Opinion

Five questions for Thomas Bøggild, Project and quality manager, Greenland Pilot Service


published on 11 January 2021 229 -

In our new new section “Five questions for ..." Marine-Pilots.com introduces pilots and other market players to our readers in short interviews.

Today we have talked to Thomas Bøggild, Project and quality manager, Greenland Pilot Service.

How long have you been working as a pilot and why did you choose this special job?
I have worked as a pilot in Denmark (DanPilot) since 2005. I was quite happy, working as a Master, but my wife suggested that my newborn daughter and I would benefit from a job closer to home. I have never come to regret that decision.

Following new regulations, introduced in Greenland in 2016, all passenger vessels, with more than 250 passengers on board, must have a licensed pilot on board.

As I had previously worked on a tanker, distributing oil products to all the cities and settlements in Greenland, I agreed to participate in the Greenland Pilot Service startup. It was a perfect opportunity to return to this beautiful country and share my experience and knowledge about Greenland's unique conditions.

In late 2017 I was asked to join the management team in Greenland Pilot Service.

 

What is the best thing about your job and why?
I have combined my diverse experience and skills to assist in developing a new pilotage service provider.

As the only pilotage service provider in Greenland, we have been involved in ensuring navigational safety in almost all corners of Greenland.

Another part of my new role in Greenland Pilot Service was to develop a Polar Code course. It was six busy months, but in the end, I had the pleasure of being the lead instructor on our first courses in May 2018. Since then, we have conducted several courses for our pilots, pilot trainees, and navigators to obtain the required certification for voyages in polar waters.

What makes your pilotage area special? Which special skills are required from pilots?
I am fortunate to be able to carry out pilotages in both Denmark and Greenland. There are significant differences between the two pilotage areas and the nature of the tasks.

Usually, pilot trainees obtain the required local knowledge by training in the company of a licensed pilot.

Greenland is the world's largest island and located in the arctic. Hence, the pilotage authorities require that all pilots have a minimum of two years' relevant experience as chief officer or master. Some of our pilots have spent more than 30 years navigating Greenland waters.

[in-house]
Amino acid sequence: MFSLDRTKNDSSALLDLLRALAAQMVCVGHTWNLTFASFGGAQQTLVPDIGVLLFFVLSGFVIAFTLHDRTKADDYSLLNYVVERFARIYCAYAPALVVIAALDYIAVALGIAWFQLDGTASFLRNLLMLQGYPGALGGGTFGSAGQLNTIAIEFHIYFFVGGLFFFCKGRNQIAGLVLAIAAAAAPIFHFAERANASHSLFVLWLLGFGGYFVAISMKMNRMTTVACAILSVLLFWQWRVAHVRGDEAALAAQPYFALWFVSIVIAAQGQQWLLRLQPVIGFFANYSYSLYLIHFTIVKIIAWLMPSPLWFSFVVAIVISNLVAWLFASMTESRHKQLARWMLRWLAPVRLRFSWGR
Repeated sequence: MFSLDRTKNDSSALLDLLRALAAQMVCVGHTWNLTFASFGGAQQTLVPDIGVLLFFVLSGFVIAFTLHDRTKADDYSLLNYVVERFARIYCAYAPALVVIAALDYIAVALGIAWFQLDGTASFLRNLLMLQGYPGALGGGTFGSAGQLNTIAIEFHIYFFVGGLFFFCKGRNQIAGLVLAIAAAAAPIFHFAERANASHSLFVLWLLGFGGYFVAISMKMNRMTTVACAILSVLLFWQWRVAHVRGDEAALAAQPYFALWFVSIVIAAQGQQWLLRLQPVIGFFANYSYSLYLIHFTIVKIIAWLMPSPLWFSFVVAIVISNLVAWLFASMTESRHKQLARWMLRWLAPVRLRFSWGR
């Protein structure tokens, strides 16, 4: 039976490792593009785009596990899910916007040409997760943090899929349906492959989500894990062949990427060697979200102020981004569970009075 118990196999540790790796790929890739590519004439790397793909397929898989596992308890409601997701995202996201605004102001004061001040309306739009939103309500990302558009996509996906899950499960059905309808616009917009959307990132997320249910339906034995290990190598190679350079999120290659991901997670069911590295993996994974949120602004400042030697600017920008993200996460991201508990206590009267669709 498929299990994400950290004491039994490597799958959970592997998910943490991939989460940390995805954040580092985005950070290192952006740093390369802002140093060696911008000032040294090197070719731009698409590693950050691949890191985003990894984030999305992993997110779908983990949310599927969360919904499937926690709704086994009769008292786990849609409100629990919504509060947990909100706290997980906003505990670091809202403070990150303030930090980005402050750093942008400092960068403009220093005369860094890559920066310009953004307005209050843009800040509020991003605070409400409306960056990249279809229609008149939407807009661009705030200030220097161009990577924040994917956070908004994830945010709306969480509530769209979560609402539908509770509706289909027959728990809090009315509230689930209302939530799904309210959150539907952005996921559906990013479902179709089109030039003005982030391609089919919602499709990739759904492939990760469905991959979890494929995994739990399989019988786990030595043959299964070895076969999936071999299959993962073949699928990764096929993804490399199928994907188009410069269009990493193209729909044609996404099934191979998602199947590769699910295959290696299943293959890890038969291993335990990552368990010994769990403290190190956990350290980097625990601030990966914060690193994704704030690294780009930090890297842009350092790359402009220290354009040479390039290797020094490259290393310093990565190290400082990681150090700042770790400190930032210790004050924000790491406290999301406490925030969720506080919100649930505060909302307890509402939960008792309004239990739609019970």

The previous, personal, experience, combined with a strict internal 'self-control' enables us to provide expert local knowledge in all parts of Greenland.

Many of our clients are in-experienced in polar waters. A big part of the pilot's role on board is to ensure that the whole bridge team acknowledges that polar waters may impose additional demands on ships beyond those commonly encountered.

 

What was the most remarkable situation during your time as a pilot?
In 2018 we assisted a cruise ship circum-navigating Skjoldungen in east Greenland safely.

In close cooperation with the client, we had carried out a joint risk assessment. Skjoldungen is a very remote, uninhabited island. The poorly charted area made it necessary to add satellite-derived bathymetry. 

Working with our ice chart and satellite imagery supplier, we had near-real-time satellite images of the whole area.

As the picture shows, we experienced superb conditions, and the passengers were thrilled over the remarkable scenery.

 

What is your opinion about Marine-Pilots.com?
At first, I was curious if it would turn out to be another marketing platform for the company behind the website. But it has proven to be an excellent source of information and industry specific news.

Editor's note:
Opinion pieces reflect the personal opinion of individual authors. They do not allow any conclusions to be drawn about a prevailing opinion in the respective editorial department. Opinion pieces might be deliberately formulated in a pronounced or even explicit tone and may contain biased arguments. They might be intended to polarise and stimulate discussion. In this, they deliberately differ from the factual articles you typically find on this platform, written to present facts and opinions in as balanced a manner as possible.
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